An Excerpt

I have a few different stories that I’m working on. I always seem to have a few stories that I’m working on, and I never seem to continue writing enough of them. This, however, is part of a story I began thinking of a few months ago. I have a general plot laid out and a beginning scene. This, though, is a scene that I thought of in the middle of the night a few weeks ago. It came vividly into my mind and I fell asleep thinking about it. When I woke up in the morning, I wrote it down.

____________________________________________

The first time my mother lied to me, I was sitting at the window-seat in our large sitting room. My governess had caught a bad cold, and she was confined to bed. I didn’t know this at the time, but her confinement was probably more to do with the risk of her infecting me than with any goodwill towards her. Nevertheless, I’m sure she was grateful for the rest, for I was quite a difficult child at the age of five.
I was sitting in the window seat that day while my mother sat by the fireside. She was doing some fine needlework, embroidering a kerchief of my father’s with her own special design; a rose, its petals not yet fully open. She’d given me a cotton kerchief of my own, and a needle and thread as well, and bade me sit by the window quietly and try to embroider something. I had stuck the needle in the cloth a few times, but seeing that I didn’t get any pretty designs, I had given up and started watching the dismal outdoors. It was raining heavily, and every few moments lightning would flash. I would count, then, along with my heartbeats, and see how long it took the thunder to clap loudly after the lightning. My count grew shorter and shorter as I stared, transfixed, at the raging torrent outside.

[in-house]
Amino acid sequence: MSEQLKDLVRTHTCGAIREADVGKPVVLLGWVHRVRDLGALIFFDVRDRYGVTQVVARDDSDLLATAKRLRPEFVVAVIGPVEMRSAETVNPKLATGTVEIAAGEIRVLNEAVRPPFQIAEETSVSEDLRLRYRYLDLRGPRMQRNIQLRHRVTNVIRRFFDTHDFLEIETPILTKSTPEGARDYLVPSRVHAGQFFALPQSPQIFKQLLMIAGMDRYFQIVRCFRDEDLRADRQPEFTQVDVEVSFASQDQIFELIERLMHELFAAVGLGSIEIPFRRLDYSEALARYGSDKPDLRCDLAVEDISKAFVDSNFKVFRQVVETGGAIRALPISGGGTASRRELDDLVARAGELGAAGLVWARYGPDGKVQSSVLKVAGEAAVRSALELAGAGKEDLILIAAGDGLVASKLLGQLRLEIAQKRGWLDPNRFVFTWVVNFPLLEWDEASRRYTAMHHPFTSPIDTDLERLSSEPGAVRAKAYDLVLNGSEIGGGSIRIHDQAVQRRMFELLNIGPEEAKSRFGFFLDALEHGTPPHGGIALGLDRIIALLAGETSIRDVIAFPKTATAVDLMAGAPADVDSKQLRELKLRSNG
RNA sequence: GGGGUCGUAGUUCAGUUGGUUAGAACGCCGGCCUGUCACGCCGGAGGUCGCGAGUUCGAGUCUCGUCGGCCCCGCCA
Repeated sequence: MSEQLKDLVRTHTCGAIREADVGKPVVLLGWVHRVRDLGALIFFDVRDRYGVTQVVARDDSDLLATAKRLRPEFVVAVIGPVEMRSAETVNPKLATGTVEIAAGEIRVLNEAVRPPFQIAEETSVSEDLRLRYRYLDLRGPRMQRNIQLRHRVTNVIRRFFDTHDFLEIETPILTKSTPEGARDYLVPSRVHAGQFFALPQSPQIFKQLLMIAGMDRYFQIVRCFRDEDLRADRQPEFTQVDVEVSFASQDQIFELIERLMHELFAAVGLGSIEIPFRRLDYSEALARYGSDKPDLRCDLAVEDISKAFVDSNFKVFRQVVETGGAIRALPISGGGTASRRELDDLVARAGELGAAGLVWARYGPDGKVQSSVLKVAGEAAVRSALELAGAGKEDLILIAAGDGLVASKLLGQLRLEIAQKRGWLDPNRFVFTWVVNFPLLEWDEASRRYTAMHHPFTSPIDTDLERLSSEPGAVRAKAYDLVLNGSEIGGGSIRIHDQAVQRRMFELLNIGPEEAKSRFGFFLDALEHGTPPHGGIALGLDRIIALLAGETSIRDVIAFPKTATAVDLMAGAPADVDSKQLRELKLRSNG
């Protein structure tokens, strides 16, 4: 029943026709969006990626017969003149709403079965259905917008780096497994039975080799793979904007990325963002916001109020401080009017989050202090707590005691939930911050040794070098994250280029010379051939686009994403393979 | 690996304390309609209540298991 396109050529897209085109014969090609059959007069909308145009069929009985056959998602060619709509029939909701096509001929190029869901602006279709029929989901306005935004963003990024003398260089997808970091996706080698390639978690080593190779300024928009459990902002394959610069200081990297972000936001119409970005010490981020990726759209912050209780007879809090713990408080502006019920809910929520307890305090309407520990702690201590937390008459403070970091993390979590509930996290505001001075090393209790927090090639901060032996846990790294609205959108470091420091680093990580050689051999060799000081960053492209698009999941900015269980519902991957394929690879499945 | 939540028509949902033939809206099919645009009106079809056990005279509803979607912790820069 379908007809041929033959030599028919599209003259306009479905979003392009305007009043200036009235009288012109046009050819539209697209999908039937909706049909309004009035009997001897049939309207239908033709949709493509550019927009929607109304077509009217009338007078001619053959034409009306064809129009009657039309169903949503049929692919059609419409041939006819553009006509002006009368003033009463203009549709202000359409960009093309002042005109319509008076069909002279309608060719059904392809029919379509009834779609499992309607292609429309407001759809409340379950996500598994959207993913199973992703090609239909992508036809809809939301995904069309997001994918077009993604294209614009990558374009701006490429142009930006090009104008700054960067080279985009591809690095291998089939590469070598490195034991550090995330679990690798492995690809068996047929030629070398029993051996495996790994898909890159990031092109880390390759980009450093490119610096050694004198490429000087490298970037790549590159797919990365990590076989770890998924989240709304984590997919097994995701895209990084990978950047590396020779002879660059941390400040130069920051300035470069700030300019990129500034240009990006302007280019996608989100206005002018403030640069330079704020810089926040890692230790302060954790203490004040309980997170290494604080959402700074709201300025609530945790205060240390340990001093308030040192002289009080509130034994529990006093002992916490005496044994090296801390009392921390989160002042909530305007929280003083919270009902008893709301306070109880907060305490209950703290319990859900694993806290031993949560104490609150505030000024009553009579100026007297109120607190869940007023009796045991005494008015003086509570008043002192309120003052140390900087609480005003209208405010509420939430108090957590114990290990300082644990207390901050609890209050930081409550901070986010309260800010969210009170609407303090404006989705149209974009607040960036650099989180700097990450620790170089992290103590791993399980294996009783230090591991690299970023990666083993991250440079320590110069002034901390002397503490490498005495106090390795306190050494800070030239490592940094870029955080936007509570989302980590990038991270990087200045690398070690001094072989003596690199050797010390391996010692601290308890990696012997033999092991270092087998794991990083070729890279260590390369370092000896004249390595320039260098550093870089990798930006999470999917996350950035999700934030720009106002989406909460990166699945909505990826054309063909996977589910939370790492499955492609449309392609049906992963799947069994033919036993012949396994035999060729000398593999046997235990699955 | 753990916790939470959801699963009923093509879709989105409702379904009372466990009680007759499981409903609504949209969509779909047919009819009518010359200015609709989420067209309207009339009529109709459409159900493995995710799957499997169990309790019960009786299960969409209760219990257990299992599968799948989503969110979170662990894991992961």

I knew I was safe on this side of the glass window. I wondered if anyone could be outside in a downpour like that and live.
“Mama,” I said once the count between the lightning and the thunder was only one heartbeat. “Is anyone outside now?”
“No, Miyara, no one is outside,” she said serenely.
“But Mama, what if Pirima wasn’t sick? We would’ve gone out to play in the garden. It was sunny this morning. We would’ve. We would’ve been out there now.”
“No, darling, I’m sure Pirima would have seen the clouds and wouldn’t have taken you outdoors. No one is out there in the rain. Who would be silly enough to wander outside in weather like this?” She didn’t even look up from her sewing as she spoke. Anger flared in my five-year old self. She didn’t understand! I could easily have been out there with my governess in that frightful rain! It would have hurt us!